I like your suggestion, Nancy, and I would also propose a couple of ideas about what this could be….It can be a hormone thing, which is easy to be diagnosed and treated. For a man to have no sex drive at all is either hormonal or he is getting his satisfaction somewhere else, like porn or a mistress. In a conversation like what Nancy suggests, some direct questions need to be asked, calmly and directly, without skirting the real issues. Be brave, be bold, and inwardly call on the Lord as you wait for the answers. This would not be a time to react emotionally, but to be as rational and calm as possible, by the Lord’s grace.

          • Gwen on January 21, 2018 at 5:36 am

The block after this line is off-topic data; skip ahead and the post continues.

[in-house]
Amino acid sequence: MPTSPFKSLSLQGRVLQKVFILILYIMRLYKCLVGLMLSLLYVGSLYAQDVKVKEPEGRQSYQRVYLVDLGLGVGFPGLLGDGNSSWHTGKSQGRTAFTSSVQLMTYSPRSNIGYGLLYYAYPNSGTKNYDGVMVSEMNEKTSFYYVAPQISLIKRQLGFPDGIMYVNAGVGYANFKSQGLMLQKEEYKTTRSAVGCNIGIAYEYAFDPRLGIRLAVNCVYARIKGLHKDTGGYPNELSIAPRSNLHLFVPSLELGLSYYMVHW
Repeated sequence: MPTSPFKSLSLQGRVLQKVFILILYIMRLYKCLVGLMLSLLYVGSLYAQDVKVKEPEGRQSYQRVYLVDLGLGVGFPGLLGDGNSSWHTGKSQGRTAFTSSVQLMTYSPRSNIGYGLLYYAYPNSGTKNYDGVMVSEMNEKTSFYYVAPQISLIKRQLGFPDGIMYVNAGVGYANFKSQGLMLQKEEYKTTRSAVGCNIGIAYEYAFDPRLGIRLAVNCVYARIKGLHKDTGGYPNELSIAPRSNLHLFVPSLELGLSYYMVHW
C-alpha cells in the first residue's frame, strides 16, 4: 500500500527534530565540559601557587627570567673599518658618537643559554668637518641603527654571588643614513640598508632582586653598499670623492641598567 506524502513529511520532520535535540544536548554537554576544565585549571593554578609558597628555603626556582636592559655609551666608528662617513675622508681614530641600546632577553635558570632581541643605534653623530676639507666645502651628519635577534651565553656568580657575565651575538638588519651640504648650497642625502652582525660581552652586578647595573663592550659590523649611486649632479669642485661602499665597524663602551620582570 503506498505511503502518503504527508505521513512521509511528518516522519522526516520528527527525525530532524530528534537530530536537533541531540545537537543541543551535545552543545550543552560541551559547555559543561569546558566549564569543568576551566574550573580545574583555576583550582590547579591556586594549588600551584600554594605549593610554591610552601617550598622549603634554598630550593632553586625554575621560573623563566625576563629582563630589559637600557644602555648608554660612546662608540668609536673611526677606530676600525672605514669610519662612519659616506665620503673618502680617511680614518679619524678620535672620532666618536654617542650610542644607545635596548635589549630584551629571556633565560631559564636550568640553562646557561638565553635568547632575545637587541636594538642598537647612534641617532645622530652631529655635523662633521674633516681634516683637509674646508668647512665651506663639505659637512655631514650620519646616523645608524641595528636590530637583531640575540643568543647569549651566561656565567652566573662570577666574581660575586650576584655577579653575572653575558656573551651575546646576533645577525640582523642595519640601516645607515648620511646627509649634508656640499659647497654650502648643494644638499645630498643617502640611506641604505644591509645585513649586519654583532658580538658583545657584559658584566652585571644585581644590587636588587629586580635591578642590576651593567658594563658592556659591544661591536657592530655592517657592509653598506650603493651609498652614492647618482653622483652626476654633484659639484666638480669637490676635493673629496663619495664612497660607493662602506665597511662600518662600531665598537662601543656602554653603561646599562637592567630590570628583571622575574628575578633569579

Thank you for bringing that up 🙂 it is true. One should have a serious conversation. And I have as a matter of fact we’ve even sought counseling about it. At the time he acknowledged everything. But then he continues to go on without correcting the matter. Kind of like he forgot about it 🙂 I have mentioned it again since. But instead he just continues to do things for me and I feel like I just kind of get that pat on the back as he leaves 🙂 because we are still living apart due to this particular issue. He says I am important to him. But he’s only changing the things he’s comfortable changing. He would really like to make me responsible for fixing this problem as well. And says that if I dressed up in lingerie he for sure would notice that maybe if it was the right time. I kind of feel that if I am truly in his heart, that intimacy would be a natural reaction to having love for somebody. Even a gentle kiss or a hug we communicate that to me. And this I am not seeing. This is why I believe he’s just going to counseling to go to counseling. And I do not have any animosity towards this man. My heart just feels sad that he does not have the capacity to intimately reciprocate in this relationship oh and yes we have been to the doctor and he has done all the medical tests. The doctor can find nothing wrong with his hormones Noir with his mental attitude. The doctor says he is completely healthy..